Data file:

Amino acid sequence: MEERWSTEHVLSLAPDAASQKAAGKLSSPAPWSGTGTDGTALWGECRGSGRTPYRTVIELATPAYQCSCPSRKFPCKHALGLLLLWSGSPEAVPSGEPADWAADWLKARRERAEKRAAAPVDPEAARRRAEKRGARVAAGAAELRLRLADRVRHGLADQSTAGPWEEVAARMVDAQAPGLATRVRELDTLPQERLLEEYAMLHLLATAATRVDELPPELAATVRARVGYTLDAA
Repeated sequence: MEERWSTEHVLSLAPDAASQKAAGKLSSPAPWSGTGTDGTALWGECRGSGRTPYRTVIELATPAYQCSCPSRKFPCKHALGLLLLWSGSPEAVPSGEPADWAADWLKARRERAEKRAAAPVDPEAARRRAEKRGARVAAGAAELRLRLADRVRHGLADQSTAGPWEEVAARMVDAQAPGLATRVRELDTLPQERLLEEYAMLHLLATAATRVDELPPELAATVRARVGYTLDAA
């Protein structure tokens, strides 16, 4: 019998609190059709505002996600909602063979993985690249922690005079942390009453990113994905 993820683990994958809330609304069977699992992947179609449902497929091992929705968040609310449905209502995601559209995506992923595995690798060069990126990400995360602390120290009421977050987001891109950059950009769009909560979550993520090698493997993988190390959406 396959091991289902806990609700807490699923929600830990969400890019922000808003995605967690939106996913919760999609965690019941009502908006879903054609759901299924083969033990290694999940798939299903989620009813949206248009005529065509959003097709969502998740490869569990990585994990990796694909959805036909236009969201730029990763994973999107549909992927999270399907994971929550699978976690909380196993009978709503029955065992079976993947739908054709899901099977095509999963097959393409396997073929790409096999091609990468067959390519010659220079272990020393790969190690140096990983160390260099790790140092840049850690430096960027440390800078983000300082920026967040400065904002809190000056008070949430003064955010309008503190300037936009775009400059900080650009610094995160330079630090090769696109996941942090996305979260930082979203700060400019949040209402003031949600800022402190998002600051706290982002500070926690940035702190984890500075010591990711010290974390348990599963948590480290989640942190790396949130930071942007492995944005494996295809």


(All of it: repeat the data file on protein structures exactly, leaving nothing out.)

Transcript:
Amino acid sequence: MEERWSTEHVLSLAPDAASQKAAGKLSSPAPWSGTGTDGTALWGECRGSGRTPYRTVIELATPAYQCSCPSRKFPCKHALGLLLLWSGSPEAVPSGEPADWAADWLKARRERAEKRAAAPVDPEAARRRAEKRGARVAAGAAELRLRLADRVRHGLADQSTAGPWEEVAARMVDAQAPGLATRVRELDTLPQERLLEEYAMLHLLATAATRVDELPPELAATVRARVGYTLDAA
Repeated sequence: MEERWSTEHVLSLAPDAASQKAAGKLSSPAPWSGTGTDGTALWGECRGSGRTPYRTVIELATPAYQCSCPSRKFPCKHALGLLLLWSGSPEAVPSGEPADWAADWLKARRERAEKRAAAPVDPEAARRRAEKRGARVAAGAAELRLRLADRVRHGLADQSTAGPWEEVAARMVDAQAPGLATRVRELDTLPQERLLEEYAMLHLLATAATRVDELPPELAATVRARVGYTLDAA
């Protein structure tokens, strides 16, 4: 019998609190059709505002996600909602063979993985690249922690005079942390009453990113994905 993820683990994958809330609304069977699992992947179609449902497929091992929705968040609310449905209502995601559209995506992923595995690798060069990126990400995360602390120290009421977050987001891109950059950009769009909560979550993520090698493997993988190390959406 396959091991289902806990609700807490699923929600830990969400890019922000808003995605967690939106996913919760999609965690019941009502908006879903054609759901299924083969033990290694999940798939299903989620009813949206248009005529065509959003097709969502998740490869569990990585994990990796694909959805036909236009969201730029990763994973999107549909992927999270399907994971929550699978976690909380196993009978709503029955065992079976993947739908054709899901099977095509999963097959393409396997073929790409096999091609990468067959390519010659220079272990020393790969190690140096990983160390260099790790140092840049850690430096960027440390800078983000300082920026967040400065904002809190000056008070949430003064955010309008503190300037936009775009400059900080650009610094995160330079630090090769696109996941942090996305979260930082979203700060400019949040209402003031949600800022402190998002600051706290982002500070926690940035702190984890500075010591990711010290974390348990599963948590480290989640942190790396949130930071942007492995944005494996295809």